Boiler giant Worcester Bosch thinks that we are in for two decades of disruptive technology. Andrew Gaved reports
Boiler giant Worcester Bosch has warned that the heating and hot water industry must prepare for two decades of disruptive technology, driven by the growing ubiquity of sensor-connected appliances and a push towards lower carbon building functions.
Prime among these technology changes is the potential move towards a hydrogen gas grid. The manufacturer believes a switch to supplying the gas offers the best route to reducing carbon in heating, when costs, user-familiarity and efficiency in the existing housing stock is factored in.
But at the same time, rapid advances in connected technology and the Internet of Things are poised to drastically alter the landscape for heating, the manufacturer believes.
Worcester Bosch managing director Carl Arntzen says: “There is lots of stuff going on around heating and energy - there will definitely be disruption in our industry in the next five to ten years…Digitalisation will increasingly come to heating and hot water and from an internet of things point of view, we haven’t really even got started yet.”
Mr Arntzen believes that the increasing number of sensors being integrated into components will provide new opportunities for manufacturers and contractors alike.
“There are billions and billions of connected devices becoming available now and boilers will be no exception. We are already testing the technology which will enable [manufacturers and contractors] to increasingly be able to intervene without going to site.”
But beyond this, he says, it would offer the enticing prospect of complete new ways of working. “A whole bunch of new services will be becoming available and it opens the doors to the prospect of companies providing heat, rather than a white box. You might not even buy the boiler from us in future.”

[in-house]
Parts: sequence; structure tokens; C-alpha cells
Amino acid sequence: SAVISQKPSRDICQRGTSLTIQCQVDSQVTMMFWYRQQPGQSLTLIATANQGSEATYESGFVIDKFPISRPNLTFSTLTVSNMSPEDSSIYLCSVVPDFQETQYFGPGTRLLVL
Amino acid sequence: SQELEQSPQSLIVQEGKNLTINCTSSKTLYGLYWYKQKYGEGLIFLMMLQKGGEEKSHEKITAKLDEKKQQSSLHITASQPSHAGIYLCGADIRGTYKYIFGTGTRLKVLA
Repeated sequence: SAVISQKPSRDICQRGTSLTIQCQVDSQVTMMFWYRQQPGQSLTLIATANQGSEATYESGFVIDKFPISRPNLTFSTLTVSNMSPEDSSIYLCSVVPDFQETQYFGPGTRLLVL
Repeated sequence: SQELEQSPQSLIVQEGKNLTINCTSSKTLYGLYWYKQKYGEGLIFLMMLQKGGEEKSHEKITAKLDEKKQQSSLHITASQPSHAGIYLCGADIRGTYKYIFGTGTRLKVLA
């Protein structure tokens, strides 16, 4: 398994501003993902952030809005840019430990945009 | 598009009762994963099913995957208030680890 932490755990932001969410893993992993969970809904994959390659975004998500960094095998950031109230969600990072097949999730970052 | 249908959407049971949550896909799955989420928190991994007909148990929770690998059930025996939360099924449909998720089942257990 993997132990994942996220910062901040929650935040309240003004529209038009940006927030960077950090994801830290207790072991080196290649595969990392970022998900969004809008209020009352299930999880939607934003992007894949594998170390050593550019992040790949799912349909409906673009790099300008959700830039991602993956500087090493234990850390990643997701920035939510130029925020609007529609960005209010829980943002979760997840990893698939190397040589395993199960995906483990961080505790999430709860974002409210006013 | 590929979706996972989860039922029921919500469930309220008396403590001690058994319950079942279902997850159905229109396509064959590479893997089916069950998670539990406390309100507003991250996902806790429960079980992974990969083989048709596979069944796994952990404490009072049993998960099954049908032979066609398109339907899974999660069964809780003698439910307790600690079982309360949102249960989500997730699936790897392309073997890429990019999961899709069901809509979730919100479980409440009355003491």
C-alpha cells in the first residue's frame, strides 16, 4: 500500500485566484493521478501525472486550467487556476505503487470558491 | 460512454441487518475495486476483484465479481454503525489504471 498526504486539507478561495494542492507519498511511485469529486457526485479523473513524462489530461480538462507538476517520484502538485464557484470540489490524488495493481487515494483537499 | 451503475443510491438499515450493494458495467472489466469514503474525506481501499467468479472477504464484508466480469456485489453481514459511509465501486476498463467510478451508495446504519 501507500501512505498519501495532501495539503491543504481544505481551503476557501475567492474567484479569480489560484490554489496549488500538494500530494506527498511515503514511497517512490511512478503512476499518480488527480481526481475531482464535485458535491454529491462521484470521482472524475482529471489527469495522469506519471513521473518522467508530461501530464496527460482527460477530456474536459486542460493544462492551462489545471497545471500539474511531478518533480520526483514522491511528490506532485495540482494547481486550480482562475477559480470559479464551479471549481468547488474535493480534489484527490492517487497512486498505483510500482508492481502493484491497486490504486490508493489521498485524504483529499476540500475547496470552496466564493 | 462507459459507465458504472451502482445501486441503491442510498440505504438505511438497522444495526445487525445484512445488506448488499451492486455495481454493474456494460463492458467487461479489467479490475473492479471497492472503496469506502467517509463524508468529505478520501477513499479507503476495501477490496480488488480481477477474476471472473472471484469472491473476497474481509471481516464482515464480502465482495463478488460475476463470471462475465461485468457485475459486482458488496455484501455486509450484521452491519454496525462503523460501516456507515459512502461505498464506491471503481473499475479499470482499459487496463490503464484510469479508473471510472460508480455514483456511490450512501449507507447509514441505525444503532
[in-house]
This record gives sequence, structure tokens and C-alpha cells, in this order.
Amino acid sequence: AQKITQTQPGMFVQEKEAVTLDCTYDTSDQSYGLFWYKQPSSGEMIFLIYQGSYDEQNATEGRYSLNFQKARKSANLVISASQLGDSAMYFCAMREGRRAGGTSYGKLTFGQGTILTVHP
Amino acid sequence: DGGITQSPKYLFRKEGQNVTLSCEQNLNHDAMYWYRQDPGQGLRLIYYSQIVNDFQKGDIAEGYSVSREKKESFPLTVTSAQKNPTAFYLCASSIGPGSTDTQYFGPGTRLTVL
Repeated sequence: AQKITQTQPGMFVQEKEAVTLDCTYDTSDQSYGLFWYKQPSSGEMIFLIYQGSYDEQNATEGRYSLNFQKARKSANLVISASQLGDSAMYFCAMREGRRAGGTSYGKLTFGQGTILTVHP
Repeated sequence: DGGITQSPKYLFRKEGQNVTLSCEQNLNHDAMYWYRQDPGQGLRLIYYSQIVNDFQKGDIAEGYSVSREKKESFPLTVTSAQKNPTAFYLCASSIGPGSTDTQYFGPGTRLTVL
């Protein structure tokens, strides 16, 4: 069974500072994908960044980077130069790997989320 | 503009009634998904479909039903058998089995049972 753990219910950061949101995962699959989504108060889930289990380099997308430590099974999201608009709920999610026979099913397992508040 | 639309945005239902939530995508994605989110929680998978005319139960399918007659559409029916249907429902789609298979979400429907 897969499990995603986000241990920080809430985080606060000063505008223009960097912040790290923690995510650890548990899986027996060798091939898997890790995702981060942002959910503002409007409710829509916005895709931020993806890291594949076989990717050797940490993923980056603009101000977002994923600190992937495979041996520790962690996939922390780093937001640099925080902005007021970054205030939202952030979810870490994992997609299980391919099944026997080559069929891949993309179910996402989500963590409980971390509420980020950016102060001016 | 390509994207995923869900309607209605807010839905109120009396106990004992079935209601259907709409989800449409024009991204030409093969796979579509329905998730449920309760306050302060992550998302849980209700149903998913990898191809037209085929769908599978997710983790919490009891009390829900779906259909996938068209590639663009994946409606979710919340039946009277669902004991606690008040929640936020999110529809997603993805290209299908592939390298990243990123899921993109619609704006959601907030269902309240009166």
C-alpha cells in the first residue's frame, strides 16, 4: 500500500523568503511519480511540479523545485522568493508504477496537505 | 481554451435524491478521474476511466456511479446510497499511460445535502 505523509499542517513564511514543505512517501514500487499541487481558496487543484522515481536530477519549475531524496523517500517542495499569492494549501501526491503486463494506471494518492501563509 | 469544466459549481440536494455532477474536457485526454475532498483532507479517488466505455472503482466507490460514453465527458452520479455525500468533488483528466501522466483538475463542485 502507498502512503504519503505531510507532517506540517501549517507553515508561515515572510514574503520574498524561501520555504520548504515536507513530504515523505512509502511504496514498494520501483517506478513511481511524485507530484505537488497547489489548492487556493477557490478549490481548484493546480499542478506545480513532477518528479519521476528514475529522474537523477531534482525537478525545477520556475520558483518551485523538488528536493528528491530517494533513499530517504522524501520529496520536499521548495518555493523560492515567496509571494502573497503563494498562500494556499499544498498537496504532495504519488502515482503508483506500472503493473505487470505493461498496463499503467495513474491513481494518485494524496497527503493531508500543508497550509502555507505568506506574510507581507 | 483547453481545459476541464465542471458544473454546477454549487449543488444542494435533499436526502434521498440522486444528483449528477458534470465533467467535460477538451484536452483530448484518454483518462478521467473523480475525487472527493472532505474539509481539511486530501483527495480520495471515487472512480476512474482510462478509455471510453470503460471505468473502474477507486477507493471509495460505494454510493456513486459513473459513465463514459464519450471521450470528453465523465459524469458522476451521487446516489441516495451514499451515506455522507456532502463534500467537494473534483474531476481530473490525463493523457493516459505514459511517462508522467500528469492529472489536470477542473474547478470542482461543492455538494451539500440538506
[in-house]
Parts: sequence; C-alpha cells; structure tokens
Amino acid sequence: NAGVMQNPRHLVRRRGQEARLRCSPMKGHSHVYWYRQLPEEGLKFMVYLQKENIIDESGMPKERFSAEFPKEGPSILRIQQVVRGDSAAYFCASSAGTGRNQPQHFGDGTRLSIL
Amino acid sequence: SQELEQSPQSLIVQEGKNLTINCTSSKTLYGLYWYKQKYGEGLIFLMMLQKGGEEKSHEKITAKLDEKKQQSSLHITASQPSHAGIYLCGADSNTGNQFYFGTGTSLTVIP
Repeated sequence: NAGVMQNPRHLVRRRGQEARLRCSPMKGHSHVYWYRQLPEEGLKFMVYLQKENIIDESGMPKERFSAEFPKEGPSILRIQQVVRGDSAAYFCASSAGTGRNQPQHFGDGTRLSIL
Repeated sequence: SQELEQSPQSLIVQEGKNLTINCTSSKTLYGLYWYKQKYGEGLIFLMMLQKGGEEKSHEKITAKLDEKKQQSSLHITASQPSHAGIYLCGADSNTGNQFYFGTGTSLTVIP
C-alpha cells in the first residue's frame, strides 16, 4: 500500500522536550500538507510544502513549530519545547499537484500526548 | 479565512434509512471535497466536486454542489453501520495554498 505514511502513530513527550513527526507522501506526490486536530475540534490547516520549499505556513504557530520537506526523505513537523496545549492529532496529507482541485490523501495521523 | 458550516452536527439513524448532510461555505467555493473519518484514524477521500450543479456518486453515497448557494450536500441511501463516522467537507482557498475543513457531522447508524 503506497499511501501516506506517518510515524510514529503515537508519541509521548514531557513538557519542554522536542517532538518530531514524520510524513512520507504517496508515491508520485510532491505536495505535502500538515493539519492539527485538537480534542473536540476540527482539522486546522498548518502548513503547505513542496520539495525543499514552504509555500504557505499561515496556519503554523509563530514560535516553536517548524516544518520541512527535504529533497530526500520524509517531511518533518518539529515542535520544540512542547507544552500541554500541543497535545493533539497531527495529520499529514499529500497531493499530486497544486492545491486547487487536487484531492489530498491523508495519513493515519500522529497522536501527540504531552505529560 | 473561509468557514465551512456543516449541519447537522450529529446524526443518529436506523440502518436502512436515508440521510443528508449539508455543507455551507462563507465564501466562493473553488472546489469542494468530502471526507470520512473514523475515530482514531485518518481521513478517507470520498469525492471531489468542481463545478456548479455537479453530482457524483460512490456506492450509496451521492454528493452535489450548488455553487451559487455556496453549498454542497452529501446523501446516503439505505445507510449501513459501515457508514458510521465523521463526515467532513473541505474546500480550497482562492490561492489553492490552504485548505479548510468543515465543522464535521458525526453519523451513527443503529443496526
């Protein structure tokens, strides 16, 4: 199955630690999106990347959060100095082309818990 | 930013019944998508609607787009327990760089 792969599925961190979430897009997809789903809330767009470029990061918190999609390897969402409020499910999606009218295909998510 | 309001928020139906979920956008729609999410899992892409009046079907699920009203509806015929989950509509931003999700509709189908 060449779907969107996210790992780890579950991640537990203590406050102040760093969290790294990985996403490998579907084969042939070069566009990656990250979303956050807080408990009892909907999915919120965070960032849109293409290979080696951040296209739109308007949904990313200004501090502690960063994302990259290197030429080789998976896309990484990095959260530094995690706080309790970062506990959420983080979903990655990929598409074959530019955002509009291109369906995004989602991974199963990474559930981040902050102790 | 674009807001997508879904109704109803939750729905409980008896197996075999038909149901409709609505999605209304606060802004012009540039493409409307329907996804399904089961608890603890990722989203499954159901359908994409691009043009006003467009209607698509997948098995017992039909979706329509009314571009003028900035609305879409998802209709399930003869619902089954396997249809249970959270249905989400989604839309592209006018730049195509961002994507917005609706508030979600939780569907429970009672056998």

Mr Arntzen stresses that naturally, such developments wouldn’t mean the manufacturer would stop making boilers.
He also says that some of the big guns in online retail world were becoming more active in the UK. “Amazon offers heating in the US, although it is electric based, and we know they are talking to the industry over here – they are talking to us and they are talking to our competitors. It is purely a matter of time enter the UK heating industry.”
The company believes that heat pump technology will not be the universal answer to lower carbon that some. However, Worcester Bosch emphasises that the technology, which it does produce in lower volumes to boilers, will provide significant benefits to new build housing, where the buildings can be designed to optimise the heat pump.
Worcester Bosch’ has published a white paper, ‘The Future of Fuel’, which sets out the company’s reasons for backing a hydrogen-based future.
This change to the gas grid will naturally require significant technology change from the appliance upwards.
A three-phase roadmap is set out in paper that urges government to ensure sufficient funds are available for research and development, while also committing to ensure sufficient infrastructure is in place for a hydrogen switch and that heating engineers are supported.
The company is itself already working on prototype appliances that are intended to more efficiently burn hydrogen gas to ensure it can match the heating performance of the current gas grid, while curbing carbon emissions.
Neil Schofield, head of external affairs with Worcester Bosch, says that both government and industry alike do not expect the current gas grid to switch entirely over to hydrogen, even though it is likely to be a core component when compared to emerging technological approaches.
He says, “There will still be difficult pockets that will probably still burn methane, perhaps synthetic natural gas that you can produce from black bin waste or biogas that is based on anaerobic digestion.”
Martyn Bridges, director of technical communications and product management as Worcester Bosch, stresses that adapting buildings to make use of hydrogen for heating represents a significant cost, albeit it one that is a fraction of the money required for electrification.
However, he warns that it would be a “brave government” to take a stance on transforming the grid for heating. Mr Bridges says it is unlikely that the current government coalition will have the stability to undertake anything other than preliminary background work.